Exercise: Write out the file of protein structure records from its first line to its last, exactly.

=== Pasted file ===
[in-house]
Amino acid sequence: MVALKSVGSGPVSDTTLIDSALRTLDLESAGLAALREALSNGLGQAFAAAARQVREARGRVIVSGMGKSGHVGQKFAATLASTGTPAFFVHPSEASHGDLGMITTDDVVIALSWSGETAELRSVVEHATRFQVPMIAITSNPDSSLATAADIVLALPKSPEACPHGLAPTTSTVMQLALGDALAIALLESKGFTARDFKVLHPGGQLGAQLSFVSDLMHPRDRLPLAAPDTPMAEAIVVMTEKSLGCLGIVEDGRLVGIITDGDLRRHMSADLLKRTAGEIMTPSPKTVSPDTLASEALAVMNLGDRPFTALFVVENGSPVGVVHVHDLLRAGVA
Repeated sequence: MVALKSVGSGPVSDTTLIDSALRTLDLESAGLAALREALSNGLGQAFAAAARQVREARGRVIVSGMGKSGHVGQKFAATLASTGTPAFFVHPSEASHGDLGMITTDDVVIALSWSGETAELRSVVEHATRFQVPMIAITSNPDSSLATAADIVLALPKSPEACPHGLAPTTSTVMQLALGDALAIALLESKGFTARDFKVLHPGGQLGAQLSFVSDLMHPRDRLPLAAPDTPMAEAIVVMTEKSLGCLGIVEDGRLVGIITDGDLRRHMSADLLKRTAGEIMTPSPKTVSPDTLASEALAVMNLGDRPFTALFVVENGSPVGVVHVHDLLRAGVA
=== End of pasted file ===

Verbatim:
[in-house]
Amino acid sequence: MVALKSVGSGPVSDTTLIDSALRTLDLESAGLAALREALSNGLGQAFAAAARQVREARGRVIVSGMGKSGHVGQKFAATLASTGTPAFFVHPSEASHGDLGMITTDDVVIALSWSGETAELRSVVEHATRFQVPMIAITSNPDSSLATAADIVLALPKSPEACPHGLAPTTSTVMQLALGDALAIALLESKGFTARDFKVLHPGGQLGAQLSFVSDLMHPRDRLPLAAPDTPMAEAIVVMTEKSLGCLGIVEDGRLVGIITDGDLRRHMSADLLKRTAGEIMTPSPKTVSPDTLASEALAVMNLGDRPFTALFVVENGSPVGVVHVHDLLRAGVA
Repeated sequence: MVALKSVGSGPVSDTTLIDSALRTLDLESAGLAALREALSNGLGQAFAAAARQVREARGRVIVSGMGKSGHVGQKFAATLASTGTPAFFVHPSEASHGDLGMITTDDVVIALSWSGETAELRSVVEHATRFQVPMIAITSNPDSSLATAADIVLALPKSPEACPHGLAPTTSTVMQLALGDALAIALLESKGFTARDFKVLHPGGQLGAQLSFVSDLMHPRDRLPLAAPDTPMAEAIVVMTEKSLGCLGIVEDGRLVGIITDGDLRRHMSADLLKRTAGEIMTPSPKTVSPDTLASEALAVMNLGDRPFTALFVVENGSPVGVVHVHDLLRAGVA